Eating healthily

Eating well has many benefits, including keeping a healthy weight, and helping your heart to function at its best. It can help to manage and reduce the impact of cardiomyopathy.

A diet of fatty foods and high sugar can increase your risk of coronary heart disease, high blood pressure and high cholesterol. It can increase your risk of type 2 diabetes and stroke.

Eat Well Guide


You can read more about healthy eating from NHS Choices here

Before making any big changes to your lifestyle, we recommend that you talk to your cardiologist or GP.

Omega 3

Omega 3 is an essential fatty acid. There are three types, called EPA, DHA and ALA. They are found in some fish (such as mackerel and salmon), as well as nuts (such as pecans and walnuts) and seeds (such as linseeds). Omega 3 is essential for your body as it helps the heart and brain to function.


Salt is used to control fluid balance and blood pressure, as well as helping your muscles and nerves to work. Cutting down on salt levels helps to reduce the risk of high blood pressure, heart disease and stroke.

High levels of salt also cause the body to retain water, which can increase the amount of fluid in the body and cause swelling in the ankles and tummy.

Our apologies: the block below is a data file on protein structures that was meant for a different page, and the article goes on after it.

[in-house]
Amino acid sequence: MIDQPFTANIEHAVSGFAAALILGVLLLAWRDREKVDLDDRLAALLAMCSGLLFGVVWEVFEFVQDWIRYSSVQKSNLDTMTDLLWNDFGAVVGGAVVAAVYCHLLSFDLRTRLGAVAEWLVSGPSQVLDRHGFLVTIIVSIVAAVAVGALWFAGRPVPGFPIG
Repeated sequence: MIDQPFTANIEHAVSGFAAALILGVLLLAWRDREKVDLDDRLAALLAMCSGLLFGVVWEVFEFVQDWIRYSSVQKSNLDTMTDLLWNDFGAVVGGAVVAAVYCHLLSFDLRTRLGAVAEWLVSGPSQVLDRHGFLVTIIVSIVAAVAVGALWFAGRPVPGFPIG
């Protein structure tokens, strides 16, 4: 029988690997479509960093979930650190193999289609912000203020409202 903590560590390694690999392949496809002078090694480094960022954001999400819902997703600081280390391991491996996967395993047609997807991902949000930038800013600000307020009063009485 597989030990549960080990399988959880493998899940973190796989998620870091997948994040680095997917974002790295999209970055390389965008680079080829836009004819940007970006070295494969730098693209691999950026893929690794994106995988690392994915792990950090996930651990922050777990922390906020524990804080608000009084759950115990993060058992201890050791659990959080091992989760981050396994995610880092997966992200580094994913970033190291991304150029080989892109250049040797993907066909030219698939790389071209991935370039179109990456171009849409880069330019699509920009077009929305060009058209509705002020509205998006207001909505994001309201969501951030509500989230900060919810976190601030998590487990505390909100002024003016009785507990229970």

Drinking alcohol can raise your heart rate, cause arrhythmias (abnormal heart rhythms) and increase your blood pressure. It can also cause damage to the muscle of the heart. 

You may not need to completely avoid alcohol, but keeping within the standard guidelines is generally recommended. 

Alcohol and medication

Alcohol can interact with some medications and can make them less- or non-effective.  

The patient information leaflet that comes with medication will usually have information and advice about drinking alcohol while taking the medication. 

You can talk to your doctor, cardiologist or pharmacist about any possible reaction between alcohol and particular medication you are taking.


Smoking is a major risk factor for heart disease and should be avoided by people with cardiomyopathy. If you smoke, stopping smoking can be one of the most important things you can do to help your heart health.

For more information about stopping smoking, how your GP can help, and details of the NHS stop smoking services, visit NHS Choices


Caffeine can cause arrhythmias (abnormal heart rhythms) and palpitations (feeling your heart beat), in some people. Caffeine is a stimulant: it stimulates the nervous system to release adrenaline, causing the heart rate and blood pressure to rise. This can be a problem for some people with reduced heart function.